I like everything about the car except its lack of rear view visibility.  The view in the rear view mirror seems pretty good, but then a car whooshes by on your right, and you had no idea it was there.  Glancing to your right rear won’t help either.  There are big, freakin’ frame spans between the back side and rear windows that obscure all attempts to see what’s there.  My husband showed me how to angle the right mirror waaaay out so that I could see into the right lane behind me.  That does the trick.  The view to the right rear is a bit better because that is the side where the driver is sitting.  Still, it’s less than optimum to be always just praying that you’re not going to ram someone as you pull over into the lane next to you.
Did you ever rant that some people were soulless?  Did you ever really think it?  (Politicians excluded -- that’s not where I’m going with this, honest.)  In my over-analytical, over-imaginative mind, I clearly see the connection between the problems of the Soul and the soul.  Many people we consider soulless or conscienceless (politicians or no) are those that never look back.  If they do look back, something in their makeup obscures what they are able to see in the past.  This means, of course, that they are not able to link what’s been done in the past to what’s going on now to what will happen in the future.  No vision of consequences means no progress for the soul. 
Now, though, if you worry that you’re not kind enough or righteous enough or spiritual enough, if you worry you don’t have a soul, you can simply buy one.  Yes, you can.  Granted, it’s a Soul you climb into instead of a soul that’s inside you, but you can go to your Kia dealer and pick one up.  Problem solved.
I think I’d prefer driving a Sol, a sparkling star, than a Soul.  I imagine myself humming along the highway, bursting with light, illuminating the landscape, being an inspiration to everyone driving by.  Oooh, you can buy a sun from Honda.  It sports a removable roof from which, I image, your soul can fly.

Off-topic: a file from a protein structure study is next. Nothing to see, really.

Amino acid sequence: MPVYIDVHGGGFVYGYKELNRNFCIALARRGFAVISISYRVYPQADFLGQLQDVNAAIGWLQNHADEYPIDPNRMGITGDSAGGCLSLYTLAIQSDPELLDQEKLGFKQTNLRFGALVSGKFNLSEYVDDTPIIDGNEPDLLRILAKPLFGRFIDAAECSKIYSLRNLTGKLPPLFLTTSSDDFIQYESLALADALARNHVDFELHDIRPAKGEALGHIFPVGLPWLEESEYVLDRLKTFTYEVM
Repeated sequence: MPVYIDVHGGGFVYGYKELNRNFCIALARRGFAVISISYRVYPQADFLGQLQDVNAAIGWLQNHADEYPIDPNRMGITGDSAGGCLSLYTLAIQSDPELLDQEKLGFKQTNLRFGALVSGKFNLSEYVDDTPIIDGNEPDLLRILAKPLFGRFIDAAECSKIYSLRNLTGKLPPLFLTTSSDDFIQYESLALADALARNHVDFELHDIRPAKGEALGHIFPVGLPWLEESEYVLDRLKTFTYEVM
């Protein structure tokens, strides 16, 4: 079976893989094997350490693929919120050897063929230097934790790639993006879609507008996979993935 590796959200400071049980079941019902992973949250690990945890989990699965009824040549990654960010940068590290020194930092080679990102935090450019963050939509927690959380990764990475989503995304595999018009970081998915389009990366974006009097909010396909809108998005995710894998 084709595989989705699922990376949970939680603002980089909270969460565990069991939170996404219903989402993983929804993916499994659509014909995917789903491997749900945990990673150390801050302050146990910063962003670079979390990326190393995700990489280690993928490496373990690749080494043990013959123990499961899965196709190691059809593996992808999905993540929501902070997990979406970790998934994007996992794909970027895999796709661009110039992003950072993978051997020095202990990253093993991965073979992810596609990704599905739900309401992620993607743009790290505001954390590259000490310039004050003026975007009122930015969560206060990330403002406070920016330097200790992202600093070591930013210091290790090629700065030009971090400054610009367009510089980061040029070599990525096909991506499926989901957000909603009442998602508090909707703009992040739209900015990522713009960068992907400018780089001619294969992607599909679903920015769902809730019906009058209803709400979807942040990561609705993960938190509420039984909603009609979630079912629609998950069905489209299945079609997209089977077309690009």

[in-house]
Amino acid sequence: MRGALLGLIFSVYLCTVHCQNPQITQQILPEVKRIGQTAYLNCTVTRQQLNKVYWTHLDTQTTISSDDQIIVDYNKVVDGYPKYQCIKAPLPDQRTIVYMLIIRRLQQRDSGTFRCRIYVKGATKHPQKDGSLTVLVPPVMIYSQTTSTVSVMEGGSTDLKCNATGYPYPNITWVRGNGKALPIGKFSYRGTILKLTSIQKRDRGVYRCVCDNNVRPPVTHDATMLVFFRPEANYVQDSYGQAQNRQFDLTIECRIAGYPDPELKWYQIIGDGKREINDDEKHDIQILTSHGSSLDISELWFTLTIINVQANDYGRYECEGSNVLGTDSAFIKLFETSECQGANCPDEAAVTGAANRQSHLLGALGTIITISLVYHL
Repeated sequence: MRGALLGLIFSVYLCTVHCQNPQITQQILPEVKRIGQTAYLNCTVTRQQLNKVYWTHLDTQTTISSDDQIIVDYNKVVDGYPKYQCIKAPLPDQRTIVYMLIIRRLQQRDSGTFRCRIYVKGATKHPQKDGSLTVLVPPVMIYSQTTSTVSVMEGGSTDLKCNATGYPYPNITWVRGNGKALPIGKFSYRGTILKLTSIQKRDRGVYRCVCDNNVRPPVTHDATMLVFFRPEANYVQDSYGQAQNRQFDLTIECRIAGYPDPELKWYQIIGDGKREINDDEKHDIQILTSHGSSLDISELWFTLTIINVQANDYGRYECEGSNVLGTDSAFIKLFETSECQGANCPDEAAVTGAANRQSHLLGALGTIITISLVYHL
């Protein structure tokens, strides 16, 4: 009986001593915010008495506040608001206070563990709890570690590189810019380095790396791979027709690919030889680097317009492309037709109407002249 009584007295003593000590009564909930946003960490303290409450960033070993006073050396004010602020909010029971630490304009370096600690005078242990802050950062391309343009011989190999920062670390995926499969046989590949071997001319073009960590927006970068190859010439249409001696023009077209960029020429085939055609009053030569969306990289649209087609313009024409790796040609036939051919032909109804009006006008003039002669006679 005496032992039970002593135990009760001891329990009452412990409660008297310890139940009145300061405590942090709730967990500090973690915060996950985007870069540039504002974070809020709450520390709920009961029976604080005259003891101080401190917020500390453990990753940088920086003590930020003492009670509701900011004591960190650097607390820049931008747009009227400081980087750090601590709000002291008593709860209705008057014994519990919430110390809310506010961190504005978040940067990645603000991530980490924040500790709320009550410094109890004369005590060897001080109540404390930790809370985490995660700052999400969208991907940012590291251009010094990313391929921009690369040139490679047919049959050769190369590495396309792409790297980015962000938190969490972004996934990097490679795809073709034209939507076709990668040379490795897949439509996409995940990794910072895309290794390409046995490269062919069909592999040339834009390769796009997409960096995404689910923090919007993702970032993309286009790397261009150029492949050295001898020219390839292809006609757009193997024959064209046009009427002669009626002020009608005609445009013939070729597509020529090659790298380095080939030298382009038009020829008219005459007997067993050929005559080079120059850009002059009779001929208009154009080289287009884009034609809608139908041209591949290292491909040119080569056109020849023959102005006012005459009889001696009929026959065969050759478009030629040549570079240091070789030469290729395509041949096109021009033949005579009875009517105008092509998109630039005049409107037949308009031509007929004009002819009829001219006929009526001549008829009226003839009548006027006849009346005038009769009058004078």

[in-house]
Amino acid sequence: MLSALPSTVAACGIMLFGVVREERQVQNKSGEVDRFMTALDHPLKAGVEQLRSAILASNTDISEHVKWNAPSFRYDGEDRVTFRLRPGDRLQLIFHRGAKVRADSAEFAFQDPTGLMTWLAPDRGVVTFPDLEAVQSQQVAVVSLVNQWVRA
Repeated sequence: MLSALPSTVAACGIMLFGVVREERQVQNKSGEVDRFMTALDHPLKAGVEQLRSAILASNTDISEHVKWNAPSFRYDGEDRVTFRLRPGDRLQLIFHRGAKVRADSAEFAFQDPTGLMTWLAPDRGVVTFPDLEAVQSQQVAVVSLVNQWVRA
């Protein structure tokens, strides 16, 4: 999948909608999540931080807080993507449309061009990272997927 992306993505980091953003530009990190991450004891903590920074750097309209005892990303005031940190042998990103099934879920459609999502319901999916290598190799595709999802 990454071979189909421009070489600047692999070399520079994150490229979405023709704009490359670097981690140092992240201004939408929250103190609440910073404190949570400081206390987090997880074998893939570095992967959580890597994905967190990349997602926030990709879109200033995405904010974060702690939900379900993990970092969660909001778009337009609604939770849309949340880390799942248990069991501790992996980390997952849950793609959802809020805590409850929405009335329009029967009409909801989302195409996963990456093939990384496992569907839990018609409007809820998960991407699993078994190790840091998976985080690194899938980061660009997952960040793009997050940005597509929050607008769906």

Tuesday, April 10, 2012

The Yummy Yellow Jubilee

Later today, we’re heading back to Washington State.  We’ve had a wonderful time with the Perfect Grandchildren.  There was the dying of the Easter Eggs and two Easter Egg Hunts (one at their house, one at the neighbor’s).  There were the early morning snuggles and the tire swing and the games.  The activity that stands out, though, was Suzannah’s birthday dinner.  We were unable to get here in time for her actual birthday and birthday party, but her parents reserved an evening for a special birthday dinner. 
What’s your favorite meal?  Any meal you want and calories not be regarded.

Perhaps you’re a steak fan and would go for a medium rare fillet with Bearnaise sauce, fresh, crisp green beans with toasted almonds and a baked potato gobbed with butter and sour cream.

Maybe you’re more of a rack of lamb kind of person.  Maybe seeing those little paper hats popping up from plate gets your saliva dripping.  Next to them picture quinoa cooked in broth and a wooden bowl filled with Romaine lettuce and heritage tomatoes.  Shall we toss them with a nice raspberry balsamic vinaigrette?

Or do you eschew red meat in favor of a lobster tail with a pot of drawn butter, asparagus sprinkled with Parmesan cheese and a mound of fluffy jasmine rice?